Earlier this year, I read The Meritocracy Trap by Yale Law Professor Daniel Markovits.
He first outlines an aspirational view of meritocracy: that meritocracy is actually they key to our problems, but that we don't allow it to "run its course." Supporters of this view believe that if we simply replaced aristocracy and corruption with more meritocracy, we'd be much better off.
Markovits takes a different view. He argues that meritocracy itself is the problem, producing rampant inequality and stifling any semblance of social mobility.
At the same time, he argues that meritocracy causes those at the top — the doctors, lawyers, and consultants from Ivy League schools and wealthy families — to become more miserable as well, having to constantly compete for status within their class.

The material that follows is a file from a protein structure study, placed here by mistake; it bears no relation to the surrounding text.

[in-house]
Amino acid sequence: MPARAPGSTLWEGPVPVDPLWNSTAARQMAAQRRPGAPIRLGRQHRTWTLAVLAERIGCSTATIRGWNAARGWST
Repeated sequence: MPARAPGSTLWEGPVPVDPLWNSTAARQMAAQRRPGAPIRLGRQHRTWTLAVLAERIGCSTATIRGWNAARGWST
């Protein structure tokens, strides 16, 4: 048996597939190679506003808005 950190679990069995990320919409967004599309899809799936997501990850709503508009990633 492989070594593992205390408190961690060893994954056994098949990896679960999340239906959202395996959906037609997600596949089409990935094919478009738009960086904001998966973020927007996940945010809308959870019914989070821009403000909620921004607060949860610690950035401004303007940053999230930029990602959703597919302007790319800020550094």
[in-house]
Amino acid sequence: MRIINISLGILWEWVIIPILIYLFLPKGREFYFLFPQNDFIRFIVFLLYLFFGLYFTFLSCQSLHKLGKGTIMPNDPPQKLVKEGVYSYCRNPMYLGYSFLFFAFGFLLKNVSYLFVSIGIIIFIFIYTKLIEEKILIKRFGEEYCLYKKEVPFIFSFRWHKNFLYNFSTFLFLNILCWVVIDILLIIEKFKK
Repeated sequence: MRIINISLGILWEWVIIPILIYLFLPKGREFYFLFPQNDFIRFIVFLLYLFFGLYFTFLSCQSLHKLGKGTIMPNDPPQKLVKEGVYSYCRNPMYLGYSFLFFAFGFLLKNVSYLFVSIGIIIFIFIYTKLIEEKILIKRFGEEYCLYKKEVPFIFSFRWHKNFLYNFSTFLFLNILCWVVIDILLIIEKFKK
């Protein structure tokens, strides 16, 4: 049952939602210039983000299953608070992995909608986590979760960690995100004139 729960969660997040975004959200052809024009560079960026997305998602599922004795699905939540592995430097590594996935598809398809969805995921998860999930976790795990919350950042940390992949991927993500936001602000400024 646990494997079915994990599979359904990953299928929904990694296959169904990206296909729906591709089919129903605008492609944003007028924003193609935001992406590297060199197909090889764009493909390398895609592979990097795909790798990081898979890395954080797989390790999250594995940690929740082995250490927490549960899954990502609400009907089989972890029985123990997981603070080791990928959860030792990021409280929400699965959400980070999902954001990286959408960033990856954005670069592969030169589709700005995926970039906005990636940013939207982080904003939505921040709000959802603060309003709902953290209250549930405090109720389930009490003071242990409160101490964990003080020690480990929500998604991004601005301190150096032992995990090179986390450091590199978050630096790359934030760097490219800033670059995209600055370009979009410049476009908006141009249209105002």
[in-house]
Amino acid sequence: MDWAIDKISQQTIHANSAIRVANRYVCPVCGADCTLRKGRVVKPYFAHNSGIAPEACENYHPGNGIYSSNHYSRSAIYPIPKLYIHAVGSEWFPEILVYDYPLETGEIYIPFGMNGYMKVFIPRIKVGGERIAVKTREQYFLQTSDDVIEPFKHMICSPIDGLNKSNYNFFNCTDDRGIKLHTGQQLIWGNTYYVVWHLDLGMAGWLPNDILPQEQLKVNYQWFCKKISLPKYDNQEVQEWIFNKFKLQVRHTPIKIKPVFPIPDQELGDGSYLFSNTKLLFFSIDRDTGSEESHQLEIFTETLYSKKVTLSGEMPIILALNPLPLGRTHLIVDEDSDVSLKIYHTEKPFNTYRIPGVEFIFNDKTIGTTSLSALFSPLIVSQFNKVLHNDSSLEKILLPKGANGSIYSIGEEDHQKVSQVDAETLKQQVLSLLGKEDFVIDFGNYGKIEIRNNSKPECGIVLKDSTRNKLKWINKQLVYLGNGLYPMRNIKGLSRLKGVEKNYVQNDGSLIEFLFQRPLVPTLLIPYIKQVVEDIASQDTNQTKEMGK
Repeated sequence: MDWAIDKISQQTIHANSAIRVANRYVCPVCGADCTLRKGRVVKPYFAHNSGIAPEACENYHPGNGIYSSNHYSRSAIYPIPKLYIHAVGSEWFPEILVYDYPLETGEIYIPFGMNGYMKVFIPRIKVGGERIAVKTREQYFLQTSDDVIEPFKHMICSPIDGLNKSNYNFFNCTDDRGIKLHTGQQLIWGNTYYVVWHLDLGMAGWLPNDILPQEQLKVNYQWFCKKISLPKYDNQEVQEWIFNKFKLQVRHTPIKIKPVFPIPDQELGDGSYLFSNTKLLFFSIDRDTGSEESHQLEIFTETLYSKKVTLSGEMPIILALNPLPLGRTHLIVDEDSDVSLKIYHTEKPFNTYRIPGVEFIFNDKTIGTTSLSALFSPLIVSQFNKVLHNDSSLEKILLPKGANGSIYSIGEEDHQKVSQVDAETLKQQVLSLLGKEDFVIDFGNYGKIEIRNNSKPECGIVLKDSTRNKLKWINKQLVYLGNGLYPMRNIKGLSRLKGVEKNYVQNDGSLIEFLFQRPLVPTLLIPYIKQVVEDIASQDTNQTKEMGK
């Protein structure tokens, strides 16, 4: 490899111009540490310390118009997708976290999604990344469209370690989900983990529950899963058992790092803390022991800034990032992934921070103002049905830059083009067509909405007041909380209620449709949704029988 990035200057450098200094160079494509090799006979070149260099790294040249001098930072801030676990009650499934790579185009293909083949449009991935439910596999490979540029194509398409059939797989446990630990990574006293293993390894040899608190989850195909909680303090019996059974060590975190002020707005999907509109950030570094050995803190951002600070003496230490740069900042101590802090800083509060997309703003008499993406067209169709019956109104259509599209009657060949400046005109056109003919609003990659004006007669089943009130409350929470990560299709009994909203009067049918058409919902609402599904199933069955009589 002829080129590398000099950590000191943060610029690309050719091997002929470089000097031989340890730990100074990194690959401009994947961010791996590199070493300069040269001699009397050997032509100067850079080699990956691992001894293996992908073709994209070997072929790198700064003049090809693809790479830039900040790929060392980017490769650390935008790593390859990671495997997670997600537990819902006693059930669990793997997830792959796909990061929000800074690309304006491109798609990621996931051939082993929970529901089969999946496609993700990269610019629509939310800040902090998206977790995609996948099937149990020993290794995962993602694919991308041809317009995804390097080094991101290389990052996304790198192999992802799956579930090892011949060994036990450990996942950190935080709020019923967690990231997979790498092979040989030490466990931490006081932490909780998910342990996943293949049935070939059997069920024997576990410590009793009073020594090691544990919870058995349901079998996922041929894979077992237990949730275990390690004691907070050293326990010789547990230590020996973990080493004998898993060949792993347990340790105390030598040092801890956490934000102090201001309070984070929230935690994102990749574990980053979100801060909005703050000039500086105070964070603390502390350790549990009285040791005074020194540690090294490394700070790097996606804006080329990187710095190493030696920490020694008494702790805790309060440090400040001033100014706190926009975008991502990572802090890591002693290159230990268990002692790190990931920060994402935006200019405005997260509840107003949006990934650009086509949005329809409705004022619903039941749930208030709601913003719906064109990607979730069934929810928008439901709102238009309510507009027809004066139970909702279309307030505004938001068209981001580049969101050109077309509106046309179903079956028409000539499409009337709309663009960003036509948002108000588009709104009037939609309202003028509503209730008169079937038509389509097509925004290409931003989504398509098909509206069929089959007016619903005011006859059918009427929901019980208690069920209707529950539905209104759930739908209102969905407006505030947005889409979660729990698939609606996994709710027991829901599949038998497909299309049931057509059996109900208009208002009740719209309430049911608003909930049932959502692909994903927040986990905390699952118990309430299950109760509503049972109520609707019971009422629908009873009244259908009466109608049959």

By no means do I believe that any meritocracy is bad, but an unjust society that believes it would be just if it drank more of the poison certainly isn't the solution.
Markovits's solution, which I'm aligned with in principle, is to promote "compressed meritocracy": making the roads to success more inclusive and accessible to everyone.
The question, then, is how do we make that happen?
I don't believe that we can reform a broken system. Capitalism will never allow for an accessible meritocracy, but eliminating meritocracy isn't the answer, either.
What would a post-capitalist meritocracy look like?